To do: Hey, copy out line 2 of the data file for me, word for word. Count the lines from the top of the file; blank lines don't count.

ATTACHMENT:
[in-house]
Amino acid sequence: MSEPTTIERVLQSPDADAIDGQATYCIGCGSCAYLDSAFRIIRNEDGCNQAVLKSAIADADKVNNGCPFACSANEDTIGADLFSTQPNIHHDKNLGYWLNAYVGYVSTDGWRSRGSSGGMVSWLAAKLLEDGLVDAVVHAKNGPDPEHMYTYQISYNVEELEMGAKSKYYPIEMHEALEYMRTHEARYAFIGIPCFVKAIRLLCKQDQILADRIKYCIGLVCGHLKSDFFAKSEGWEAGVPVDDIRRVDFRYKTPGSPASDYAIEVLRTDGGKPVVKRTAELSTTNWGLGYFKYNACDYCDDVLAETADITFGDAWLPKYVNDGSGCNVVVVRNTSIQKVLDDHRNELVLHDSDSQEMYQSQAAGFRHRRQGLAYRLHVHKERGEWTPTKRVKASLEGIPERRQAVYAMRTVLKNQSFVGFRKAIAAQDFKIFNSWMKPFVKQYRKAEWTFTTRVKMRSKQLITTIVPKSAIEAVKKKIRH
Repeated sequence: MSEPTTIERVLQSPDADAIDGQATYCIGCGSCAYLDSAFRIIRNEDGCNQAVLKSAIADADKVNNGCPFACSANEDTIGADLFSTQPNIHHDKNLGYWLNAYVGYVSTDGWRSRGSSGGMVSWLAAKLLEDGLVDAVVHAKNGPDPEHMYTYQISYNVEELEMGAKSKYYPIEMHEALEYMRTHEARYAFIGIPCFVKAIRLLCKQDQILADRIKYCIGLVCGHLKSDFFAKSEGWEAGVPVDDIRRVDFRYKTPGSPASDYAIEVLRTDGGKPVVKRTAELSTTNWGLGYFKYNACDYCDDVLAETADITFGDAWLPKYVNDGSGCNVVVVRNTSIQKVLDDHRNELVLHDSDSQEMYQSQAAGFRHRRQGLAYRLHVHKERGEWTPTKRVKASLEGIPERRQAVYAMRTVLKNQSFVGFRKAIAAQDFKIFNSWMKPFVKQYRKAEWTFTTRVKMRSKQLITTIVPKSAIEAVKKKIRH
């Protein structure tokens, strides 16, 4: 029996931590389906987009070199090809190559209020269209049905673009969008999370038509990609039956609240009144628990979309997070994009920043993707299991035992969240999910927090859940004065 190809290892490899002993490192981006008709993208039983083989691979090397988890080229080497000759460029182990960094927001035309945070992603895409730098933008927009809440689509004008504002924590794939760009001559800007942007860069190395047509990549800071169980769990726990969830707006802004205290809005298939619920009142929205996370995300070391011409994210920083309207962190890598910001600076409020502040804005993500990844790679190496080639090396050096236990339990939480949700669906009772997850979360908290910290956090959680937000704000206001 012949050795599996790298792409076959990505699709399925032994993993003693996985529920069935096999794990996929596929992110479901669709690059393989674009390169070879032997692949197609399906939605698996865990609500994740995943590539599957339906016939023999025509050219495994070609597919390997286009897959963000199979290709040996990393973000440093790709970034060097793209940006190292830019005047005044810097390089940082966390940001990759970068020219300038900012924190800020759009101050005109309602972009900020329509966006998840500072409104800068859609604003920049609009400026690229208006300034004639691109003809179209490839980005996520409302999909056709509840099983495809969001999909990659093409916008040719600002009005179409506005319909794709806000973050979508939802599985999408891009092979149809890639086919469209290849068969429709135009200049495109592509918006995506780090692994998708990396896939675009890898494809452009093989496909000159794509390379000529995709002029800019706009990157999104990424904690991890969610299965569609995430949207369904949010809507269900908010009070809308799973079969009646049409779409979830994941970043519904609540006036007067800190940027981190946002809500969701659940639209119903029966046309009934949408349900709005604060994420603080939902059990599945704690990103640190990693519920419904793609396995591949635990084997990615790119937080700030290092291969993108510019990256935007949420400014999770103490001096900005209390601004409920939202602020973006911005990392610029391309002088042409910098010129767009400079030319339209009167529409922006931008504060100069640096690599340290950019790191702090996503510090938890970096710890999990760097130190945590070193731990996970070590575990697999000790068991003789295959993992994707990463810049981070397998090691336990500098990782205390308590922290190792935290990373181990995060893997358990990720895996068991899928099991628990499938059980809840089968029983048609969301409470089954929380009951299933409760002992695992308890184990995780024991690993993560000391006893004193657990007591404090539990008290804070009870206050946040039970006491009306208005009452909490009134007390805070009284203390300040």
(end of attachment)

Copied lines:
Amino acid sequence: MSEPTTIERVLQSPDADAIDGQATYCIGCGSCAYLDSAFRIIRNEDGCNQAVLKSAIADADKVNNGCPFACSANEDTIGADLFSTQPNIHHDKNLGYWLNAYVGYVSTDGWRSRGSSGGMVSWLAAKLLEDGLVDAVVHAKNGPDPEHMYTYQISYNVEELEMGAKSKYYPIEMHEALEYMRTHEARYAFIGIPCFVKAIRLLCKQDQILADRIKYCIGLVCGHLKSDFFAKSEGWEAGVPVDDIRRVDFRYKTPGSPASDYAIEVLRTDGGKPVVKRTAELSTTNWGLGYFKYNACDYCDDVLAETADITFGDAWLPKYVNDGSGCNVVVVRNTSIQKVLDDHRNELVLHDSDSQEMYQSQAAGFRHRRQGLAYRLHVHKERGEWTPTKRVKASLEGIPERRQAVYAMRTVLKNQSFVGFRKAIAAQDFKIFNSWMKPFVKQYRKAEWTFTTRVKMRSKQLITTIVPKSAIEAVKKKIRH